It won’t be long until netbooks take their place as something you’ll be considering as your second or third computer.
On January 10, Intel will formally unveil the next-generation processor that will allow netbooks to function at a reasonable speed. Asus, Acer, Lenovo, MSI, and others will have netbooks using the “Atom N450” processor available immediately. Dell and HP will presumably follow suit. Early reports suggest that prices will be similar to netbook prices now.
Netbooks with the new processor will run simple programs on Windows 7 at full speed, or close to it. They will be fast enough for Internet browsing, email, word processing, and remote control of an office computer. It is the Atom N450 processor that will allow a netbook to be a satisfying new tool for many people.
There will be more developments in the following months that will expand the range of netbooks to more complex programs and HD video. Intel has another processor on the heels of the Atom N450; Nvidia’s graphics components are due for a refresh with “Ion 2,” which reportedly will work with Intel’s new processors.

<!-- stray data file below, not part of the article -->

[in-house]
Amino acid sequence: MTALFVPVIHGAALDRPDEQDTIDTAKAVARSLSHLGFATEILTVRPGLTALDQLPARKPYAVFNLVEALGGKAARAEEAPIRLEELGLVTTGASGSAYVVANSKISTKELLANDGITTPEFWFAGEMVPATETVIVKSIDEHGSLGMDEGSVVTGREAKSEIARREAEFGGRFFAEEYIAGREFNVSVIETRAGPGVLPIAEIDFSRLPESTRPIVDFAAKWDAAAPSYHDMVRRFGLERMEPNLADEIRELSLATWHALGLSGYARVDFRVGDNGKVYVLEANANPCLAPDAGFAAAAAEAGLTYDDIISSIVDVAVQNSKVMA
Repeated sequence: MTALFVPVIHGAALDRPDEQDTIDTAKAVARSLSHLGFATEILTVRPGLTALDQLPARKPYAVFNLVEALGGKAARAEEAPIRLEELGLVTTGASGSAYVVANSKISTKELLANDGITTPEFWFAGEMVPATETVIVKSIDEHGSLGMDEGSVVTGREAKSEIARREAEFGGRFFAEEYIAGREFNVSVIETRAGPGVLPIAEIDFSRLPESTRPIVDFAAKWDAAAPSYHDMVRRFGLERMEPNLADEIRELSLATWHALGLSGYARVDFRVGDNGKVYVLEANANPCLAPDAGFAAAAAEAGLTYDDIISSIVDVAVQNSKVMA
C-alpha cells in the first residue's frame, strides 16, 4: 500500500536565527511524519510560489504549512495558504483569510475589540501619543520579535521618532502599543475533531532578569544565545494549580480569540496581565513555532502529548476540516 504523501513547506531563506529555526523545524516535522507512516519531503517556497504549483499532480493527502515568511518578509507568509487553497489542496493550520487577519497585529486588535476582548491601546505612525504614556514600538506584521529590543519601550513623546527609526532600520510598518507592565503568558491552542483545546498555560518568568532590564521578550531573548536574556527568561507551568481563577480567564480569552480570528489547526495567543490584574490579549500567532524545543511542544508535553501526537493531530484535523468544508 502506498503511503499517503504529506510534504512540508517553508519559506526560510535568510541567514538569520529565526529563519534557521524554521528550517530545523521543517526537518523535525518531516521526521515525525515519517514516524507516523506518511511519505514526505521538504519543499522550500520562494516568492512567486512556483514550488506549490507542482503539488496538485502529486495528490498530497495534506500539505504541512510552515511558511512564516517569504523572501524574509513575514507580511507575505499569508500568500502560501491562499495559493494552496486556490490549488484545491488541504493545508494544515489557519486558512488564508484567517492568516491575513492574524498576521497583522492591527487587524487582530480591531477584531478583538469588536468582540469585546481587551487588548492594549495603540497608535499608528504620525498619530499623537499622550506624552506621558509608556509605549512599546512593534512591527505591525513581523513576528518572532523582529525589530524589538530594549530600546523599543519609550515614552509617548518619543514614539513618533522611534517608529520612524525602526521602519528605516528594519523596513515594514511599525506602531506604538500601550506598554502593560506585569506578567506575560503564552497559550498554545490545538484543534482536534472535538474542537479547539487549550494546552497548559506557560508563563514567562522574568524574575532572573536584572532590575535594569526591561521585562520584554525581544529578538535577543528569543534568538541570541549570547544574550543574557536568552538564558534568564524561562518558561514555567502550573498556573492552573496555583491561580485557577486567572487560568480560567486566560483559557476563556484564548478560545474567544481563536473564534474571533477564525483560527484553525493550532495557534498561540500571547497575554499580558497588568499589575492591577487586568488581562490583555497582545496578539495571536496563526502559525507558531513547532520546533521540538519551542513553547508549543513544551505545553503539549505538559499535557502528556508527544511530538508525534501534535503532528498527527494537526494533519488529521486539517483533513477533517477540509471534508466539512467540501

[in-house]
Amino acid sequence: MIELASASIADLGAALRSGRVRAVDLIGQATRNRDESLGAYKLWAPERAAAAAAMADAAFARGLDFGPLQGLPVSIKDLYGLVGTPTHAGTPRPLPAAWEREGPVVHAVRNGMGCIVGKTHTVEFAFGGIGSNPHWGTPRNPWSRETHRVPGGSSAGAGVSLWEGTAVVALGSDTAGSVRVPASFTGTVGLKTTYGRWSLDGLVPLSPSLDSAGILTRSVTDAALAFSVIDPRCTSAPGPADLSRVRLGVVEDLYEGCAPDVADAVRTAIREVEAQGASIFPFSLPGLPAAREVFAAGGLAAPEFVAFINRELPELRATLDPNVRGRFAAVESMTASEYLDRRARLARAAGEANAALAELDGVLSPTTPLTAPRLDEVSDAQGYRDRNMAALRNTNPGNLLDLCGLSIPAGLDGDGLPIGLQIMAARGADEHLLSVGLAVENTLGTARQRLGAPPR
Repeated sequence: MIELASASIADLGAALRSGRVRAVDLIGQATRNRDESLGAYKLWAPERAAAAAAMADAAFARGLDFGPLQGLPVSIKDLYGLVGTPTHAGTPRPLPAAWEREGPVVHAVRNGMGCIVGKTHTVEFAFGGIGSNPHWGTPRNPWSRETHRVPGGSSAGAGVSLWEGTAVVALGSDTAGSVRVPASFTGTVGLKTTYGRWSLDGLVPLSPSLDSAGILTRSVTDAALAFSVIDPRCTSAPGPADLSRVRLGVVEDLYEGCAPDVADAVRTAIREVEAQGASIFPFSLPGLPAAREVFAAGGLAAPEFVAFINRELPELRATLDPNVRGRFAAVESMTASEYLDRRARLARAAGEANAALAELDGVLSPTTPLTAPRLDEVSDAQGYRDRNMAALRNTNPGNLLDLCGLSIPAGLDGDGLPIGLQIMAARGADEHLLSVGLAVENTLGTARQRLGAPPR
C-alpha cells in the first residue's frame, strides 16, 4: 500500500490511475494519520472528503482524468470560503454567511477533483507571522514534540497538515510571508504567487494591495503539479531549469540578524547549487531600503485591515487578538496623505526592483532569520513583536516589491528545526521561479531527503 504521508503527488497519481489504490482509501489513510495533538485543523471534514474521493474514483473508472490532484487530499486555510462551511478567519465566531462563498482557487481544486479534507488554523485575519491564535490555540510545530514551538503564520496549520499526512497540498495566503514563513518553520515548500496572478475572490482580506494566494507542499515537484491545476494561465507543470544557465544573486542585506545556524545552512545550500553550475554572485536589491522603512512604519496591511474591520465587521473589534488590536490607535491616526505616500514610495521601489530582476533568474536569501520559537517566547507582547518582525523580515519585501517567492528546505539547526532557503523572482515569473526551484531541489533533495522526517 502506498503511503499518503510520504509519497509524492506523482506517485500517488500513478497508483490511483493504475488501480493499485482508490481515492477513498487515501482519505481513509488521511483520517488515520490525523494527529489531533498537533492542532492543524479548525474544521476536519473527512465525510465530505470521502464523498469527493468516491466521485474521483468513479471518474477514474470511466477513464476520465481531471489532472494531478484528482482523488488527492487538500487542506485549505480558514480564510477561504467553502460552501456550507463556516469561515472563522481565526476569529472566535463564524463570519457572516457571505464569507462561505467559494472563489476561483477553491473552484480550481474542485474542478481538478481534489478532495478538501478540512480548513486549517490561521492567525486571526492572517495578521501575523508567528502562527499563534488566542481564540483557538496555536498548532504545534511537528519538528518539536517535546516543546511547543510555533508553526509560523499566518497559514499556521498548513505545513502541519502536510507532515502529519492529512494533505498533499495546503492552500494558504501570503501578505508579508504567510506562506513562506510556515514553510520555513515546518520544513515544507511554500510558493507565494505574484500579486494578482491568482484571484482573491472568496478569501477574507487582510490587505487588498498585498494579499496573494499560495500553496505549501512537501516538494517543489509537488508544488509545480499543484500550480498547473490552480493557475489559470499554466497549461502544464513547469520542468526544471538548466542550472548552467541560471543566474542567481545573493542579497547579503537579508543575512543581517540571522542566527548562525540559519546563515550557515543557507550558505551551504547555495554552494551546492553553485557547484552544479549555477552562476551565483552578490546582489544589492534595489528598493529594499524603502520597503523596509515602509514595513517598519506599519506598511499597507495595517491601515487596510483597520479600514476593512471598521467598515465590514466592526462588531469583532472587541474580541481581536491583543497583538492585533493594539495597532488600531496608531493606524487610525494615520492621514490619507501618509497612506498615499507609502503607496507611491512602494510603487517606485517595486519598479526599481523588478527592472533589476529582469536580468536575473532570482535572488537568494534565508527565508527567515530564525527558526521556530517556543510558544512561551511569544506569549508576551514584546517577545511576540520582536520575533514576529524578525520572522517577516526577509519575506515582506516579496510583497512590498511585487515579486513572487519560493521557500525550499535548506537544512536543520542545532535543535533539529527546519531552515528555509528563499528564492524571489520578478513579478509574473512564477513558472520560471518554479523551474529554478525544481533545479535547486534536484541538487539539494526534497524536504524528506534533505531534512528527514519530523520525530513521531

This article does the best job of drawing together all the news reports about the roadmap for the next six months.
Here’s where the netbook might fit in your life.
A netbook is very small and very light. With the new hardware, a netbook will be a full-powered computer running Windows 7, but don’t compare it to a notebook; compare it to an iPhone or other handheld device. An iPhone does not have a big enough screen for Internet browsing or using a remote control program on an office computer. A netbook is perfect for that.
You will be driven by the price. Over at Verizon Wireless today you can get a netbook for $99.99. The more powerful ones are $149.99 and $199.99. (I’m pretty sure the slow Gateway netbook was $29.99 at the Verizon store last weekend.) The next generation will likely be in the same price range. You’ll sign up to a two-year data contract for sixty bucks a month, which is expensive but gives the netbook an Internet connection anywhere.
A lot of people will want a new ultrathin notebooks as their primary travel computer, especially as more models hit the market under a thousand dollars (like the Dell Vostro V13). The increased screen size and full-size keyboard on a 14” or larger notebook make them better for sustained use. Netbooks fit a different niche – an almost casual purchase for something to throw into a briefcase on the fly.